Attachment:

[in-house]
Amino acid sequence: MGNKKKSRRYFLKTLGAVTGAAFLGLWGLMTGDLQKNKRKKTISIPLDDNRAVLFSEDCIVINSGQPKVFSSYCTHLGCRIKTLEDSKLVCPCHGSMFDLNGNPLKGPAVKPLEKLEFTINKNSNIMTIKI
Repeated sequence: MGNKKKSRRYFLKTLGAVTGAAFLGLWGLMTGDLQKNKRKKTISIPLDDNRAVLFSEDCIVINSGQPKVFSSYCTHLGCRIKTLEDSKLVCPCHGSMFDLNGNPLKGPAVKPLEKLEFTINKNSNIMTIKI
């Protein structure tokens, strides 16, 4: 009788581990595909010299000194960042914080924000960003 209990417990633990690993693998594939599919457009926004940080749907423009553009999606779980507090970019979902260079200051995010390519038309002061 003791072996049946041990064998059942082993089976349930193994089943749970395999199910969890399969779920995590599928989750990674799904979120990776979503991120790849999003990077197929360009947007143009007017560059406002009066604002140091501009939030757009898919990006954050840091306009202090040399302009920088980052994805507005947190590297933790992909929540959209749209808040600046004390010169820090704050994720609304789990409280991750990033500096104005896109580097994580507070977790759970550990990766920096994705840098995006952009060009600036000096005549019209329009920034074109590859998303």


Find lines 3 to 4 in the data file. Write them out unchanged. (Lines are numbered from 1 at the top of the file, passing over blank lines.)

Repeated sequence: MGNKKKSRRYFLKTLGAVTGAAFLGLWGLMTGDLQKNKRKKTISIPLDDNRAVLFSEDCIVINSGQPKVFSSYCTHLGCRIKTLEDSKLVCPCHGSMFDLNGNPLKGPAVKPLEKLEFTINKNSNIMTIKI
């Protein structure tokens, strides 16, 4: 009788581990595909010299000194960042914080924000960003 209990417990633990690993693998594939599919457009926004940080749907423009553009999606779980507090970019979902260079200051995010390519038309002061 003791072996049946041990064998059942082993089976349930193994089943749970395999199910969890399969779920995590599928989750990674799904979120990776979503991120790849999003990077197929360009947007143009007017560059406002009066604002140091501009939030757009898919990006954050840091306009202090040399302009920088980052994805507005947190590297933790992909929540959209749209808040600046004390010169820090704050994720609304789990409280991750990033500096104005896109580097994580507070977790759970550990990766920096994705840098995006952009060009600036000096005549019209329009920034074109590859998303």